"Use 'said.' A news article is a record of something that has happened. Those events may be recent, but they are definitely in the past. The present tense 'says' is inappropriate." From Dr. Jerz Copy Editing handout
Uh-oh, I do believe I used "says" a couple times in my peer profile. I think I had immediacy on mind while writing and "says" just seemed more in the now. I did have an inkling, perhaps, it wasn't suitable. Maybe it was because of the way we're taught to write about literary works in the present that influenced my choice. No matter, I know now to stick with "said."
I liked the section on dates and times, because I felt unsure about these when writing the obituary. It also states in the stylebook never to use st, nd, rd, or th. I should've consulted the stylebook more closely earlier, rather than try and rationalize what may or may not be the correct format on my own.
As for the examples:
1. Assistant News Editor, Anne O'Nymous read the article.
The comma would be unnecessary here, because "Assistant News Editor" is part of her title.
2. She was highly appreciated by Jameson for solving the problem. "I really appreciate her work ethic and problem-solving ability," said Jameson.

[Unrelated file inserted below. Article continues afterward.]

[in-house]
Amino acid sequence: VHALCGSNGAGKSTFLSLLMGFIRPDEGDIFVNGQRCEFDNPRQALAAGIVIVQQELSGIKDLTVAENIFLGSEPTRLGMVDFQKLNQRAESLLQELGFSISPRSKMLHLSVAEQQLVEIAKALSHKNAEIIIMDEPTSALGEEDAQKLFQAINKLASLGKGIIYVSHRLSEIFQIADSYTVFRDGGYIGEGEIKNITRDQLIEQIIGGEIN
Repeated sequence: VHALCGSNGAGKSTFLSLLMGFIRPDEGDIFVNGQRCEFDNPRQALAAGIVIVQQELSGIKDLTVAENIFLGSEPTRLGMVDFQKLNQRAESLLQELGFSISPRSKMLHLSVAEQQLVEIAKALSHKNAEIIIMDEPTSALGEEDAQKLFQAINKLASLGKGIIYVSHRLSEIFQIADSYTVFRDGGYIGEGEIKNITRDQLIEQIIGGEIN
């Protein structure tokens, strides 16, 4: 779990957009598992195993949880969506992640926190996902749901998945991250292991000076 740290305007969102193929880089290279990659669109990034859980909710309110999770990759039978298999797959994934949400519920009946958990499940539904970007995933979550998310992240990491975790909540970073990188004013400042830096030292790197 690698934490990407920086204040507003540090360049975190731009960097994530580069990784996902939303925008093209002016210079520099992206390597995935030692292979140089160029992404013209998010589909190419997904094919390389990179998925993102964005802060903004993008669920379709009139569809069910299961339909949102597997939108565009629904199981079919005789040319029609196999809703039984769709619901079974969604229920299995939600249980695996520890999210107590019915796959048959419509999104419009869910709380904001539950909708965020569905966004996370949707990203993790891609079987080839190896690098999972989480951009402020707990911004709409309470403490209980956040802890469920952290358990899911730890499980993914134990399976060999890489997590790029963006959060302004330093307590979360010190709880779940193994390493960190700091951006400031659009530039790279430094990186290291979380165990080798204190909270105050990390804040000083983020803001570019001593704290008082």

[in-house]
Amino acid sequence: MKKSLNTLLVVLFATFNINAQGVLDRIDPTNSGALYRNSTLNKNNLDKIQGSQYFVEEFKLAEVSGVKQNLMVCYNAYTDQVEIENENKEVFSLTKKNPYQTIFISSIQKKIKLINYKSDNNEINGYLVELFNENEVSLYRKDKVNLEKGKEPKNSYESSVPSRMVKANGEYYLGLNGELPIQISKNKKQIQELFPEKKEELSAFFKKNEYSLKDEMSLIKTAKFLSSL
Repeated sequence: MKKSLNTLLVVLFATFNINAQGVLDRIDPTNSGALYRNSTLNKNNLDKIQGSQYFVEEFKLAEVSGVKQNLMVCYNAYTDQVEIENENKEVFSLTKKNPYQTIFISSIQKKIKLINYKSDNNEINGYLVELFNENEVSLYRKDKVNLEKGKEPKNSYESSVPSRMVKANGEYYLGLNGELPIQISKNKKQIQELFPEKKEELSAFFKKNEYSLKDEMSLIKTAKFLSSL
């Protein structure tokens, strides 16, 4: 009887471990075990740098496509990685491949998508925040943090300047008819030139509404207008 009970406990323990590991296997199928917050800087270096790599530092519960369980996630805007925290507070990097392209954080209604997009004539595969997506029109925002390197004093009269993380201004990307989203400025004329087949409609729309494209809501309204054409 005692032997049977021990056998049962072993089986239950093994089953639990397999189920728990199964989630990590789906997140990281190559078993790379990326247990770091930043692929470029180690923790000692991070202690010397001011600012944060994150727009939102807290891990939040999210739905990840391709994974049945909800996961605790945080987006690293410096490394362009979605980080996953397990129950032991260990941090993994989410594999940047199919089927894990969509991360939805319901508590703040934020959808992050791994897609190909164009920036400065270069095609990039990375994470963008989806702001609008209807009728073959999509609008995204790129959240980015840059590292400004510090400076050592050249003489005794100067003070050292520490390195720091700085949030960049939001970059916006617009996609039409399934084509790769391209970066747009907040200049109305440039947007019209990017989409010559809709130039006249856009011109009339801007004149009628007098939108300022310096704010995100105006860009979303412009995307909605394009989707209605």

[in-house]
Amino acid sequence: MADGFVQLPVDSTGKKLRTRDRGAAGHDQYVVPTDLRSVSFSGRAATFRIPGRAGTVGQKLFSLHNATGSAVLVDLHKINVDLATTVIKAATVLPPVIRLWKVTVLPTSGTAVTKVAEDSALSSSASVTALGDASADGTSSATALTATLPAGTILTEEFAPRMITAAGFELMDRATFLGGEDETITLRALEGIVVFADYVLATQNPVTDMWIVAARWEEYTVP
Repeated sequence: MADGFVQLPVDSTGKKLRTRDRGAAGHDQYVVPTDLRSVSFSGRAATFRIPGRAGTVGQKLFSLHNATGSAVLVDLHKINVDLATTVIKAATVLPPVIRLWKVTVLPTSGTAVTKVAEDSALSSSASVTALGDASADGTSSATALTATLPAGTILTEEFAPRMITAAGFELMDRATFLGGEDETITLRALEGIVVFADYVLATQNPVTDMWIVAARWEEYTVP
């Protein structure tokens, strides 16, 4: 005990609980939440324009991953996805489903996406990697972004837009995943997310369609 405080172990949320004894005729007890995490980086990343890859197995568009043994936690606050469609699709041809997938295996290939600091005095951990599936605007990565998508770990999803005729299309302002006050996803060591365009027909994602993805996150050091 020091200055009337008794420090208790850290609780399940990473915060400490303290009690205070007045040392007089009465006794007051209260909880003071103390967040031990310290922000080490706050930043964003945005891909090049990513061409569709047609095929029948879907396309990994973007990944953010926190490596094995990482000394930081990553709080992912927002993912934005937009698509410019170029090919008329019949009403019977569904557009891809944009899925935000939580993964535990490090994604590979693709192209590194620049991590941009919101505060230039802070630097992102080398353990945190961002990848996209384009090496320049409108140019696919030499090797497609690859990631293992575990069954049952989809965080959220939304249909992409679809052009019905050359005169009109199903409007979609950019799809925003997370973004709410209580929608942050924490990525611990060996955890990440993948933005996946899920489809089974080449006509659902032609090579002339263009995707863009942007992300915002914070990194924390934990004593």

Redundant. Either use the first sentence alone or use the actual quote from Jameson.
3. Spunky Inkworthy has only written for The Setonian this year, but Obituaries Editor, Lazarus O'Mortigan, was very complimentary towards Spunky's contributions.
"The" doesn't require capitalization, because it's not part of the paper's title. Remove the commas from around Lazarus O'Mortigan. Would it be Obituary, Obituaries or Obituary's Editor? And, "Spunky's" should be replaced with "Inkworthy's," since he is not a child and no other source shares this last name.
4. In a telephone call from Head Librarian Marian Paroo, she discussed Inkworthy's contributions.
First, this statement is unclear as to who is discussing contributions. Second, would you need to capitalize the title Head Librarian? Would it be better put Marian Paroo, head librarian, etc.?
5. "Here is a quote", said Bill Jones freshman.
Comma should be enclosed within quotation marks. Let's try this solution, "Bill Jones, freshman (major)(school), said, 'Here is a quote.'"